Opponents of peak oil theory

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Subprime JD's picture
Subprime JD
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Joined: Feb 17 2009
Posts: 562
Opponents of peak oil theory

 

Heres a quote from Times Online:

Production of oil is being constrained by several forces, none of them due to God’s failure to put enough of the black gold under our feet. Several countries that are important sources of supply are in political turmoil, and unable to bring to market the oil they are capable of producing. Think Nigeria, where security problems have shut down about 20% of the nation’s capacity of 2.5m barrels a day and discouraged new investment, and Iraq, where political paralysis and terrorists have kept production at less than half its potential.

Wow, you got to love this person's sense of entitlement. He believes that its a God given right to use cheap and easy fossil fuels. Of course the article makes no mention of peak oil discovery in the 70's and the fact that major fields are in decline.

http://business.timesonline.co.uk/tol/business/columnists/article3823656.ece

 

This article from reason.com, a bit better:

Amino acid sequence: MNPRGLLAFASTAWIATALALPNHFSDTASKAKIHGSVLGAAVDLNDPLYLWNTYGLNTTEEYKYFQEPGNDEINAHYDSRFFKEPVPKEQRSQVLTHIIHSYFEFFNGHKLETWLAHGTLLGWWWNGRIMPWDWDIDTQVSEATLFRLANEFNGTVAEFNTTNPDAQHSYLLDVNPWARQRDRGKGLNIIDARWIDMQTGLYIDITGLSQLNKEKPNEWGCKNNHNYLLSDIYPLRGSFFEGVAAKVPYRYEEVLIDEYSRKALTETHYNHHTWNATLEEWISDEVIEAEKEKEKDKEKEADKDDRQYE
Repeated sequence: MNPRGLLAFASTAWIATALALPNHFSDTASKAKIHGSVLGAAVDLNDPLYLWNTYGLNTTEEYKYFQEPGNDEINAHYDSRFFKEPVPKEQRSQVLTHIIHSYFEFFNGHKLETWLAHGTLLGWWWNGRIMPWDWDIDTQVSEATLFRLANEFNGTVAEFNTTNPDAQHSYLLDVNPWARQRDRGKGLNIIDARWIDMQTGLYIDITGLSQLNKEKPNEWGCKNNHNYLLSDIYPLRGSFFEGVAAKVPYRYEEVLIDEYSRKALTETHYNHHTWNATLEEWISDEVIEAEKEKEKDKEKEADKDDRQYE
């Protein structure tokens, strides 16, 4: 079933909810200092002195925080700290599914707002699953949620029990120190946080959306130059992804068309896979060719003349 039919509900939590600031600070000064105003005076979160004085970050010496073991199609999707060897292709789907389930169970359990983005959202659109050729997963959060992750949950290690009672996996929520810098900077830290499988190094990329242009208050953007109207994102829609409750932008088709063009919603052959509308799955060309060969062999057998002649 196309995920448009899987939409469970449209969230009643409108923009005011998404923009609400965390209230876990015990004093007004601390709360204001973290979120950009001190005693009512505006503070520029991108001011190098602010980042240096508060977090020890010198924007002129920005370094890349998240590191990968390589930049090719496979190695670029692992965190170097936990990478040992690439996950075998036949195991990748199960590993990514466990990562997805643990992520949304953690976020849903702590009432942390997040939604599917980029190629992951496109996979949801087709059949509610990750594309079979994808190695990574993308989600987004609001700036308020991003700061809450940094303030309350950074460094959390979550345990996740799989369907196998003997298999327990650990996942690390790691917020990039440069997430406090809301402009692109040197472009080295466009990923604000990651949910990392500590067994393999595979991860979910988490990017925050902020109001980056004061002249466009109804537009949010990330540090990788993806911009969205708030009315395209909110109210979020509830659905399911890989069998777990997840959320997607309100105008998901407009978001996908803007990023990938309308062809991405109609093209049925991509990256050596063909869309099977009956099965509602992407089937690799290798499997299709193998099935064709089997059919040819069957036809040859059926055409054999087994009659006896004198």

Most of today’s petro-doomsters base their forecasts on the work of the geologist M. King Hubbert, who correctly predicted in 1956 that U.S. domestic oil production in the lower 48 states would peak around 1970 and begin to decline. In 1969 Hubbert predicted that world oil production would peak around 2000.

Hubbert argued that oil production grows until half the recoverable resources in a field have been extracted, after which production falls off at the same rate at which it expanded. This theory suggests a bell-shaped curve rising from first discovery to peak and descending to depletion. Hubbert calculated that peak oil production follows peak oil discovery with a time lag. Globally, discoveries of new oil fields peaked in 1962. The time lag between peak global discoveries and peak production was estimated to be around 32 years, but peak oilers claim that the two oil crises of the 1970s reduced consumption and thereby delayed the peak until now. Hubbert’s modern disciples argue that humanity has now used up half of the world’s ultimately recoverable reserves of oil, which means we are at or over the peak.

The prophets of oily doom are opposed by preachers of energy abundance. Chief among the latter is the energy economist Michael Lynch, president of the Massachusetts-based Global Petroleum Service consultancy. “Colin Campbell has the worst forecasting record on oil supply,” says Lynch, “and that’s saying a lot.” He points out that in a 1989 article for the journal Noroil, Campbell claimed the peak of world oil production had already passed and incorrectly predicted that oil would soon cost $30 to $50 a barrel. As for Matthew Simmons, Lynch dismisses him with a sneer: “Petroleum engineers know a lot more about petroleum engineering than a Harvard MBA.”